An estimated 5 million pneumonia cases are diagnosed each year in U.S. physician offices and hospital emergency rooms, accounting for 86 million days of restricted activity for those affected and more than $9 billion in health care costs. Despite its prevalence, physicians frequently overestimate the probability of death in many pneumonia patients, leading to potentially unnecessary and costly hospitalizations.
"Pneumonia is common, costly and serious, but for patients at lower risk it often can be treated successfully at home, which is what many low-risk patients prefer at 1/20th the cost of hospitalization," said Michael Fine, M.D., professor of medicine at the University of Pittsburgh, author of the study and a noted expert in the treatment of pneumonia.
The year-long, multi-center randomized trial conducted by investigators from the University of Pittsburgh School of Medicine and the Pittsburgh VA Healthcare System involved 32 hospital emergency departments in Connecticut and southwestern Pennsylvania and more than 3,200 patients, all of whom were diagnosed with pneumonia but who posed varying risks of adverse outcomes from the disease.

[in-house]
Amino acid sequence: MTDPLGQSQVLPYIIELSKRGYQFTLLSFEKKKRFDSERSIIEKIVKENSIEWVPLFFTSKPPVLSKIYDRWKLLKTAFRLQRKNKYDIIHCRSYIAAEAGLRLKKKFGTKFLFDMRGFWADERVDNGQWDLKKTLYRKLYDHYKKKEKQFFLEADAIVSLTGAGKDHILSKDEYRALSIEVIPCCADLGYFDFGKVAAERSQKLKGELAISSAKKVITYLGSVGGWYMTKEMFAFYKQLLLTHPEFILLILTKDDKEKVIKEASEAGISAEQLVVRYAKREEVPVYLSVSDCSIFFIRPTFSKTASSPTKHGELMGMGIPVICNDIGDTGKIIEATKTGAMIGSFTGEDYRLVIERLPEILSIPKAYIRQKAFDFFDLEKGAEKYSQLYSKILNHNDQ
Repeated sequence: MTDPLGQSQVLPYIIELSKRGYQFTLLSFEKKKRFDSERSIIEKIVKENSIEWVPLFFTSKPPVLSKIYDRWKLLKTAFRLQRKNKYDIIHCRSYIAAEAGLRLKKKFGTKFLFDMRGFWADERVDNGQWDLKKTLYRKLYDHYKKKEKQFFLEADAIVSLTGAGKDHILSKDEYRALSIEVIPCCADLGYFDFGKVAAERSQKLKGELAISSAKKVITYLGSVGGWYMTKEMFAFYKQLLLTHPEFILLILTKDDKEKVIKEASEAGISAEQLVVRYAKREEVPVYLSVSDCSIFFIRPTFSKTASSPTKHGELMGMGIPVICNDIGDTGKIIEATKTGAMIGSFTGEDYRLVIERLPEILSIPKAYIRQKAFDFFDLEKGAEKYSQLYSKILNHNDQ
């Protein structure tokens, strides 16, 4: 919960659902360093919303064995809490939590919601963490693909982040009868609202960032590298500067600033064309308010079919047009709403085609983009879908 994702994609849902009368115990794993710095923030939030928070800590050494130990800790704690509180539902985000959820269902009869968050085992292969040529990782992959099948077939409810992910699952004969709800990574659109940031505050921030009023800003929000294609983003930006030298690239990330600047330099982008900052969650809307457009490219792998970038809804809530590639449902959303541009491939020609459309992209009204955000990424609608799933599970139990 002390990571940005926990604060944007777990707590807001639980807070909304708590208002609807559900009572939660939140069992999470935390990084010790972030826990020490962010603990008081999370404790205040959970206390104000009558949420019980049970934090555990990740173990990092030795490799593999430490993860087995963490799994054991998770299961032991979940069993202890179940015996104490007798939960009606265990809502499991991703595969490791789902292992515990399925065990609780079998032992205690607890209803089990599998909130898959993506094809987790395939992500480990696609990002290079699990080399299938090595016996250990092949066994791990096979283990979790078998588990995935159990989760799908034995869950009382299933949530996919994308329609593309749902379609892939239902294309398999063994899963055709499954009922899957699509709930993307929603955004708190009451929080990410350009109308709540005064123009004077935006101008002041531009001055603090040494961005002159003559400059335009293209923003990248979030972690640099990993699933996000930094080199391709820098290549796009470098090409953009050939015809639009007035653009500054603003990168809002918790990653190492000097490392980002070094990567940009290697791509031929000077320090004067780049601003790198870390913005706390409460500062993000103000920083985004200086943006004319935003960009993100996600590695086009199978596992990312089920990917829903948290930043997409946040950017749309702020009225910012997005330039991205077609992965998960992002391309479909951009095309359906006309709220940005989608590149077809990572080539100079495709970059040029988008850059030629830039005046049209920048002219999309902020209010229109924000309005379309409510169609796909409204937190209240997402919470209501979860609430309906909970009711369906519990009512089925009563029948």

"A unique aspect to this study was the use of one of three different interventions at sites, each of varying intensity, allowing us not only to alter care, but also to determine the amount of effort needed to create change," noted lead author Donald M. Yealy, M.D., professor and vice chair of emergency medicine at the University of Pittsburgh. "Similar efforts in the past have employed a singular 'one size fits all' approach," he observed.
For the purposes of this study, participating emergency departments were randomly assigned as low-intensity,